Okay, so it's a tricky-to-translate verse. But Zechariah 4:10 is clear in intent, if not in exact wording: small things, or small beginnings, are easily overlooked, easily patronised, easily marginalised; yet small things are no less important or meaningful than big things. The Bible is, I think, on the side of the small things: the mustard seed, the widow's mite, the cloud as small as a persons hand that brings the longed-for rain that Elijah foretells.
I don't know about you, but I've felt somewhat overwhelmed by big things this last week as I've read the news. Euopean anti-semitism, Islamophobia, jihadism, the ominous rise in fascist politics, the shocking massacre in Nigeria, the unfolding horrors of South Sudan, the ongoing awfulness in Syria and Iraq...The weight of the world's sorrows and scandals can seem too heavy to bear sometimes.
I am glad that the Bible is on the side of the small things. Because everything is, when you come down to it, a small thing. Blaming a particular group of people for the world's ills is a small thing; it might be just an off-the-cuff remark. Listening to an articulation of an extremist ideology is a small thing; it might be the flick of a television channel. Turning away from the needs of the most vulnerable is a small thing; it might be doing nothing at all (after all, what could be easier than that?) Loading a bullet, I'd imagine, is a small thing, not that I ever have or would do such a thing. Pointing it at someone's head is, in and of itself, a small movement of an angle.
Life is made up of small things. Small, repeated, learnt things that over time accrue significance, confer meaning and shape identity. And this, I think, is why we cannot afford to despise the day of the small things: because bullets are small things, too.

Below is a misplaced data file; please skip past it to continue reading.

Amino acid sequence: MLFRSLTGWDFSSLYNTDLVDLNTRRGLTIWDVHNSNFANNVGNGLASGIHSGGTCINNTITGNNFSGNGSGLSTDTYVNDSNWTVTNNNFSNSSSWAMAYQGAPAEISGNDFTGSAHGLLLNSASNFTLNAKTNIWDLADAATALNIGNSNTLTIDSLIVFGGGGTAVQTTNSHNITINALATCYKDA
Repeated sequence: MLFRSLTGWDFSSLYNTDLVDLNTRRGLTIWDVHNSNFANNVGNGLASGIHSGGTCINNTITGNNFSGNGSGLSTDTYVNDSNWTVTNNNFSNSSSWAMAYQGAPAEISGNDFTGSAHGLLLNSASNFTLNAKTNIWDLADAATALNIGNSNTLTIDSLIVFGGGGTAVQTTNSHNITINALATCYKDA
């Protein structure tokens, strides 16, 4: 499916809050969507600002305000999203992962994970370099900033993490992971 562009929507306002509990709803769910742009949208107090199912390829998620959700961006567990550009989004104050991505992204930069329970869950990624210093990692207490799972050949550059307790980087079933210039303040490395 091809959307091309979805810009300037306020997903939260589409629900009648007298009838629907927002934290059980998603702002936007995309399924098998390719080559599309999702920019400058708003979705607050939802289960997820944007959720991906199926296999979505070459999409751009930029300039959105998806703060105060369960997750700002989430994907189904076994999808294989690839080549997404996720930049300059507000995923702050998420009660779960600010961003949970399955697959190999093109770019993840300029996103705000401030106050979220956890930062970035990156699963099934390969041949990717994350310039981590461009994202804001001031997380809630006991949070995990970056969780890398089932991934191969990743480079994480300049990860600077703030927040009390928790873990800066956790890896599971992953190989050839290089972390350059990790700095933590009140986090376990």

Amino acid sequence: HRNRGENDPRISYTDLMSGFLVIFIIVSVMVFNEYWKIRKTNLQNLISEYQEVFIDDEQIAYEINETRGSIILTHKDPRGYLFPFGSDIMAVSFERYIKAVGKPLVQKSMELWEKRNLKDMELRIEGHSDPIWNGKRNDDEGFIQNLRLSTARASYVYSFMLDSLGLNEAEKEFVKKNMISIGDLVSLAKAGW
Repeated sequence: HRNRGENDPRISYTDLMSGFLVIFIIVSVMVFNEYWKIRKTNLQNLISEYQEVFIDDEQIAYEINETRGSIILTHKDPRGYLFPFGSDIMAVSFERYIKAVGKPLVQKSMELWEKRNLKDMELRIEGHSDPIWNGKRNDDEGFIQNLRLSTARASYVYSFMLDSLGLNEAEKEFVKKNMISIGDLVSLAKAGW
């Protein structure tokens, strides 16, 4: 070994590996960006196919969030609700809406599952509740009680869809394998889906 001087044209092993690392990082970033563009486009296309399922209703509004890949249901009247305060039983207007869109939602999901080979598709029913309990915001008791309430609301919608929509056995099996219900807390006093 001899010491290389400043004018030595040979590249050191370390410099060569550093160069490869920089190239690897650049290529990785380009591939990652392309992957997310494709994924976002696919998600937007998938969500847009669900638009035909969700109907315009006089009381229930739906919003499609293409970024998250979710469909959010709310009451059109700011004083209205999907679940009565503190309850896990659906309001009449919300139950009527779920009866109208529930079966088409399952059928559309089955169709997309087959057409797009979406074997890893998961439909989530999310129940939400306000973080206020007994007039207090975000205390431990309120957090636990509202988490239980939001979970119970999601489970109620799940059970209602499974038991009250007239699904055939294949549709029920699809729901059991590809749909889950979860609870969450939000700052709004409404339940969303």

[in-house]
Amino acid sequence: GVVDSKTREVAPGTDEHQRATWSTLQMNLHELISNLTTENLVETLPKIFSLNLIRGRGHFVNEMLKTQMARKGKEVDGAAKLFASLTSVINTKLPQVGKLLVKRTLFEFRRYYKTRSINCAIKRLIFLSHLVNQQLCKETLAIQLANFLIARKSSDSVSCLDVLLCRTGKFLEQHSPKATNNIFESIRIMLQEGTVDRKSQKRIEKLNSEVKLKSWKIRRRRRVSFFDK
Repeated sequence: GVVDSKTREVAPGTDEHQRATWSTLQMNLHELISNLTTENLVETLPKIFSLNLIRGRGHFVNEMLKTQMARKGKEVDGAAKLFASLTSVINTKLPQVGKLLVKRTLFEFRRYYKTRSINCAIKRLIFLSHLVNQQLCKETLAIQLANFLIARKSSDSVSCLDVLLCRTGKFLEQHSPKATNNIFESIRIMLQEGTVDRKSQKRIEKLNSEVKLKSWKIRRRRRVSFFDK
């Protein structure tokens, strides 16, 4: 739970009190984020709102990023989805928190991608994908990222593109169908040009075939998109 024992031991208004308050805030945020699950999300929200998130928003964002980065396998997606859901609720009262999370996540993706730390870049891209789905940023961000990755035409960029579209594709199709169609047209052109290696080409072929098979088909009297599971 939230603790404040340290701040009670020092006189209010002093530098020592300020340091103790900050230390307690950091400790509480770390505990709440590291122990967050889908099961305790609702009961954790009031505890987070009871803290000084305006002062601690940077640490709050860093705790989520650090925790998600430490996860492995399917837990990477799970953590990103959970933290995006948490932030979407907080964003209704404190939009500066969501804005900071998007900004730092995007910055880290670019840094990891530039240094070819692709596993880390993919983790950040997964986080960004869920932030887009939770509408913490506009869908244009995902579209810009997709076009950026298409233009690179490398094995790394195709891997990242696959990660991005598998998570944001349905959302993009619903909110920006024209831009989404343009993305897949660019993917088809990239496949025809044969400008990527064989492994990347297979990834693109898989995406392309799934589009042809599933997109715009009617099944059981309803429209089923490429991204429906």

And because life is, inevitably, made up of small things; because we ourselves are made up of small things, it is our task to allow these small things to speak of peace, of love, and of hope in a world desperately crying out for those things which are beyond size altogether.
On of the small things I do is to host a little inter-faith group at home, in my relatively small village. The handful of us, with our Sikh and Christian and Hindu and Muslim and Jewish identities sit and eat each other's cooking and hear each other's stories and ask each other some pretty searching questions about what it means to be a person of faith. Then we share out the leftover cakes and bakes, and each one of us takes home to our families a little taster of our inter-faith friendship. It's a small thing; it might be a slice of cholla or a Diwali sweet or a mini Stollen bite. Yet these little morsels of friendship and understanding are every bit as significant as a bullet or an extremist podcast. The small things we share in our inter-faith teas are, I believe, the antidote to the small things that gradually add up and become the big things on our television screens. The small thing we do to love and to accept each other cannot be overlooked or patronised or marginalised; its significance cannot be measured. It night be a smile or a chat at the school gate or a refusal to blame a scapegoated people. It might be the flick of a television channel or an off-the cuff remark. It might even be doing nothing at all.
We cannot afford to despise the day of small things, because life is, inevitably, made up of small things; because we, inevitably are made up of small things; because in doing so, we despise life altogether. We cannot afford to despise the day of small things because if we do, we fail to see that every small thing has within it the capacity to swell and expand, for good or for evil. We cannot afford to despise the day of small things, because bullets are small things, too.